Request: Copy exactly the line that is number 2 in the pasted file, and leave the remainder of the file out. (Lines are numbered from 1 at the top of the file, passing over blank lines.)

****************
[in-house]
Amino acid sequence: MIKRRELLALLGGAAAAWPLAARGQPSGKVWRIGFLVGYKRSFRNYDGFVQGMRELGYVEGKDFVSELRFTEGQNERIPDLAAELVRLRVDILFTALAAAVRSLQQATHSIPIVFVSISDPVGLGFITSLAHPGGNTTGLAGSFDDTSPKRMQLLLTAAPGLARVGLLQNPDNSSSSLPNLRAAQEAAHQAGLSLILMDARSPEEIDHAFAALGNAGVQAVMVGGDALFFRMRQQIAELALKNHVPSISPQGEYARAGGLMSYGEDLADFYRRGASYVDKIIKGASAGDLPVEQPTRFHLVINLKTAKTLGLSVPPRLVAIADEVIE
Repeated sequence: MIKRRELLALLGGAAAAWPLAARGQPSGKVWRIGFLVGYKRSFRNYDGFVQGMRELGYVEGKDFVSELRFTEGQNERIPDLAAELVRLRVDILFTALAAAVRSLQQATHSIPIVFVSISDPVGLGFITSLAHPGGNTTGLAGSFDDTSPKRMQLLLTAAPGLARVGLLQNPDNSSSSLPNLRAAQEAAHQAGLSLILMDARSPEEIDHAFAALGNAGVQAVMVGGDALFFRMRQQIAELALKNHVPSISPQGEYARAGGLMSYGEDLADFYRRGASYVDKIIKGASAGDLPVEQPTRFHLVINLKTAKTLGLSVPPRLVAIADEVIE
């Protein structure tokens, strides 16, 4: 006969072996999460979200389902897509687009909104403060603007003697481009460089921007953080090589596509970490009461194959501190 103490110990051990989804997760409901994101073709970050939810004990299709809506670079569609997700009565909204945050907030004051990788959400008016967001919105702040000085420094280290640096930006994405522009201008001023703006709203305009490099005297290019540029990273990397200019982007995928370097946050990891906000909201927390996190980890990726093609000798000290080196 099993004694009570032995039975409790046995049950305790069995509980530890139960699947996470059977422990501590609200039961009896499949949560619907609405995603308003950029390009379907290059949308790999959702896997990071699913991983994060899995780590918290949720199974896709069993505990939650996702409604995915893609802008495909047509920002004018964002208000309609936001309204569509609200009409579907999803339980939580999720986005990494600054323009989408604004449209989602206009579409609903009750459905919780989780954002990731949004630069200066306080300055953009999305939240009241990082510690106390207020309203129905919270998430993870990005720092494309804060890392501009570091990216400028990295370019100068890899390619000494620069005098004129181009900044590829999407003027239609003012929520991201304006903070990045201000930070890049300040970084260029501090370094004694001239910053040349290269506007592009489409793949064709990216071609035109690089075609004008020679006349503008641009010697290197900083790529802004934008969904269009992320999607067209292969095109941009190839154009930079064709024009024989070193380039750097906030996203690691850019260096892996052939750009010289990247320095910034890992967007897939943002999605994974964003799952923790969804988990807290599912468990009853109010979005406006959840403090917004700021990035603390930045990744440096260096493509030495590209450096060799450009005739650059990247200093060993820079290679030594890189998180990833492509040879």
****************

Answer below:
Amino acid sequence: MIKRRELLALLGGAAAAWPLAARGQPSGKVWRIGFLVGYKRSFRNYDGFVQGMRELGYVEGKDFVSELRFTEGQNERIPDLAAELVRLRVDILFTALAAAVRSLQQATHSIPIVFVSISDPVGLGFITSLAHPGGNTTGLAGSFDDTSPKRMQLLLTAAPGLARVGLLQNPDNSSSSLPNLRAAQEAAHQAGLSLILMDARSPEEIDHAFAALGNAGVQAVMVGGDALFFRMRQQIAELALKNHVPSISPQGEYARAGGLMSYGEDLADFYRRGASYVDKIIKGASAGDLPVEQPTRFHLVINLKTAKTLGLSVPPRLVAIADEVIE